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Draft Plan for Offshore Wind Energy in Scottish Territorial Waters: Non-Technical Summary

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Background

1) This Draft Plan sets out Scottish Ministers' proposals for the development of offshore wind energy in Scottish Territorial Waters in the short, medium and long term.

2) To help reduce greenhouse gas emissions, and realise the multi-billion pound economic investment that could arise from Scotland's comparative advantage in natural resources, The Scottish Government has made a commitment to generating 20% of all energy, and 50% of its electricity from renewable sources by 2020. This requires that the current capacity of nearly 4 Gigawatts ( GW) is doubled to 8 GW. Offshore wind energy in Scotland's seas has a key role to play in delivering a large share of renewable energy generation in Scotland.

3) As a result, the Scottish Government supports the sustainable development of offshore wind energy in its territorial waters.

Plan preparation process

4) In order to define where this might best be achieved, work has been undertaken to identify and assess relevant technical and environmental matters from a national perspective. This has included:

  • mapping of key technical and environment constraints to identify option areas where development might be most feasible;
  • an evaluation of these areas in relation to other users of the sea, most notably shipping and commercial fishing sectors; and
  • a strategic environmental assessment of their effects on natural and cultural heritage features.

5) This informed the identification of a total of 40 options for development in the short to medium term. These options were subjected to further environmental and technical assessment.

Short term proposals

6) In 2009, The Crown Estates identified 10 areas where it was prepared to grant commercial leases for offshore wind energy developments. These areas collectively have generation capacity of around 6.4 gigawatts ( GW). The resulting Draft Plan now encompasses these 10 areas, as they are considered to represent the most likely areas for development in the short term.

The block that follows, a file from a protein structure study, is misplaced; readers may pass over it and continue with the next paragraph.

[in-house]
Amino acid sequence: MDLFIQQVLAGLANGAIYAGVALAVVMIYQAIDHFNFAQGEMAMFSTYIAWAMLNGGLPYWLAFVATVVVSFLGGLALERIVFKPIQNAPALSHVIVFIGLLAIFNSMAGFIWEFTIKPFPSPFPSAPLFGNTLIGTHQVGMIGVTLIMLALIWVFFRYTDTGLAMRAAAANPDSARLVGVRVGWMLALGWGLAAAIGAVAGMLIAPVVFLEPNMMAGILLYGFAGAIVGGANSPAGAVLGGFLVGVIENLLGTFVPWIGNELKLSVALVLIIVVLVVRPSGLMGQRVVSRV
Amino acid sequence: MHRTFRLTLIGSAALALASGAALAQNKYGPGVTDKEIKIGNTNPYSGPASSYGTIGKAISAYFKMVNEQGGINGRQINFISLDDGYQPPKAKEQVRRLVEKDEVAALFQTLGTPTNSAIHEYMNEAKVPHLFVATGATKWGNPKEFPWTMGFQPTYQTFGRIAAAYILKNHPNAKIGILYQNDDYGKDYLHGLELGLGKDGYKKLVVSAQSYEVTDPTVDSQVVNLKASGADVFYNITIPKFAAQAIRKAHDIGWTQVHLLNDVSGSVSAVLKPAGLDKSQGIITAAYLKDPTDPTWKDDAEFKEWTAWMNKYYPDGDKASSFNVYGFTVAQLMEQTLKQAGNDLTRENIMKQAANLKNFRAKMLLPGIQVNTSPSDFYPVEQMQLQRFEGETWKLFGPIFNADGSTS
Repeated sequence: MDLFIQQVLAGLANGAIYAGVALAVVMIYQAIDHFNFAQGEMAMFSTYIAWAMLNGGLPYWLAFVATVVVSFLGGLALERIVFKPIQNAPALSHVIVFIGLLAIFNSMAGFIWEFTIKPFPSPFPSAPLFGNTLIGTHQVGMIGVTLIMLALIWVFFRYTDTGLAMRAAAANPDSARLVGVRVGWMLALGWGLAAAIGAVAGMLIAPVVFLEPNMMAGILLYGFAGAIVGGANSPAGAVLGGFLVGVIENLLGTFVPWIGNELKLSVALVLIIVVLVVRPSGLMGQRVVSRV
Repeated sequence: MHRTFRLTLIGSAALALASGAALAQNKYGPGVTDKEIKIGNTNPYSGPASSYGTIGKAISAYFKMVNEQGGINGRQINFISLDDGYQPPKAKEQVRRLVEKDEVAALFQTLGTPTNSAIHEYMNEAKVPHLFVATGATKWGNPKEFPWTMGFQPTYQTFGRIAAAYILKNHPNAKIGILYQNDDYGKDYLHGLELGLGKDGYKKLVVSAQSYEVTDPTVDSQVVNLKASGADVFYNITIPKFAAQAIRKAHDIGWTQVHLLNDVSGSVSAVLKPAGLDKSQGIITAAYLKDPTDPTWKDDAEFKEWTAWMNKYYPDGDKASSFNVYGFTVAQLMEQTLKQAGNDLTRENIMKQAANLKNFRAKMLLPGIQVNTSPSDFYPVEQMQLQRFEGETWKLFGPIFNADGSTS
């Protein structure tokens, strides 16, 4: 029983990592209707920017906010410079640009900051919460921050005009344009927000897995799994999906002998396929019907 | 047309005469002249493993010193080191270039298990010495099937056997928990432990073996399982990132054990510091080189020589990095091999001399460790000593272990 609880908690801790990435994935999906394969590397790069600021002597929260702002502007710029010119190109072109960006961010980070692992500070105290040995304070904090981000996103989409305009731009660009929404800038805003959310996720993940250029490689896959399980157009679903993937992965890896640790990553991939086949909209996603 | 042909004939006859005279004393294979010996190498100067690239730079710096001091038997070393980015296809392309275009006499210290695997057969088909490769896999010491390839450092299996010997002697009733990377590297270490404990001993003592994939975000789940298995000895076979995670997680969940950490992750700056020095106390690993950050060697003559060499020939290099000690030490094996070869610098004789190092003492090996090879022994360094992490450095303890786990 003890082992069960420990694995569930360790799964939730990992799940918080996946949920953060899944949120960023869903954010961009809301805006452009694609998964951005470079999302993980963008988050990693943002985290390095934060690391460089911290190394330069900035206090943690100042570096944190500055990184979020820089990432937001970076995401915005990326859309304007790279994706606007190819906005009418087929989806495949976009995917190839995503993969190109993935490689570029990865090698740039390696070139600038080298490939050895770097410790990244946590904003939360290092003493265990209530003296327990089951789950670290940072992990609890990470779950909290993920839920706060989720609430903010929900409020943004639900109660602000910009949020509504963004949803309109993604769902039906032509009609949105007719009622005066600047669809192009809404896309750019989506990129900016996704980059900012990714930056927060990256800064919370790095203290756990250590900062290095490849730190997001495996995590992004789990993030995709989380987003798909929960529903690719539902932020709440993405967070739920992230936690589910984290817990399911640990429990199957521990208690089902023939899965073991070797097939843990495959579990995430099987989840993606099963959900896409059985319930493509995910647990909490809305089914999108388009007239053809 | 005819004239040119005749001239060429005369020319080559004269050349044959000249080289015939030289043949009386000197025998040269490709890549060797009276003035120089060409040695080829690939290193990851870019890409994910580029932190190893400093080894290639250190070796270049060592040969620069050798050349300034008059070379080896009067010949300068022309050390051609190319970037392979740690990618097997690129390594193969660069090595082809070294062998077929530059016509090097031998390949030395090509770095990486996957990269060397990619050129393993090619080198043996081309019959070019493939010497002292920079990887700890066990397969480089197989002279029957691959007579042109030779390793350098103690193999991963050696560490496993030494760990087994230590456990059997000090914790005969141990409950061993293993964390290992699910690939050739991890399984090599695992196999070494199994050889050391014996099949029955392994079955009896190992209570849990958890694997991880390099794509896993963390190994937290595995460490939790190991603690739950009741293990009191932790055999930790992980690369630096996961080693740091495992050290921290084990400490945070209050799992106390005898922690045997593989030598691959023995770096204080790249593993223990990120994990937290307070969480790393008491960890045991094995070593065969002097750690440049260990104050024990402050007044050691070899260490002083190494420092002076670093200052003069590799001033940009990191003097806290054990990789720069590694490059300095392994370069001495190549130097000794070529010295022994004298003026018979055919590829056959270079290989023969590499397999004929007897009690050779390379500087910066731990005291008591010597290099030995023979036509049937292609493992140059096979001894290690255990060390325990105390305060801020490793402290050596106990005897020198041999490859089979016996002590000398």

7) The environmental and technical assessment of these 10 sites for development concluded there are no known nationally significant environmental effects which cannot be avoided or reduced through appropriate project planning and development methods.

8) As a result, the Draft Plan proposes that these areas continue to be progressed as soon as possible, and also recommends that further work is undertaken to support the planning and consenting processes and ensure national impacts are fully understood and monitored. This includes additional research on marine mammals and some fish species, further consideration of specific development activities that will be undertaken, and surveys of seabird movements. The environmental assessment has shown that there are important challenges ahead that will require careful consideration and mitigation, including the collective impacts of development on our coastal landscapes, seascapes and biodiversity.

Medium term priorities

9) Development of the medium term plan for the period 2020-2030 included further assessment of 30 identified options for development. Of these, 5 areas were discounted as they had significant technical constraints, or were considered likely to have unacceptable significant effects on the St. Kilda World Heritage Site. The remaining 25 options have been taken forward to form a medium term plan for offshore wind development. These are shown in Figure 1.

10) These areas are distributed around Scotland's coasts and range in their size and characteristics. Whilst the Scottish Government is supportive of offshore wind development and wishes to take an inclusive approach to the Plan, it also recognises that some of these areas may be more or less acceptable to different interest groups. In particular, the Draft Plan notes that the collective effects of development in the North and North West of the country could be particularly significant. Scottish Ministers therefore specifically invites consultees to comment on whether or not it would be appropriate to defer development in these areas into the longer term.

11) All of the short and medium term options for development will be reviewed on the basis of the findings from the strategic assessment of likely significant effects on Natura 2000 sites and their qualifying features. Other environmental measures have been identified in the SEA which seek to minimise the individual and collective effects arising from development in all of the option areas. The Plan states that these should be taken forward at the regional or project level.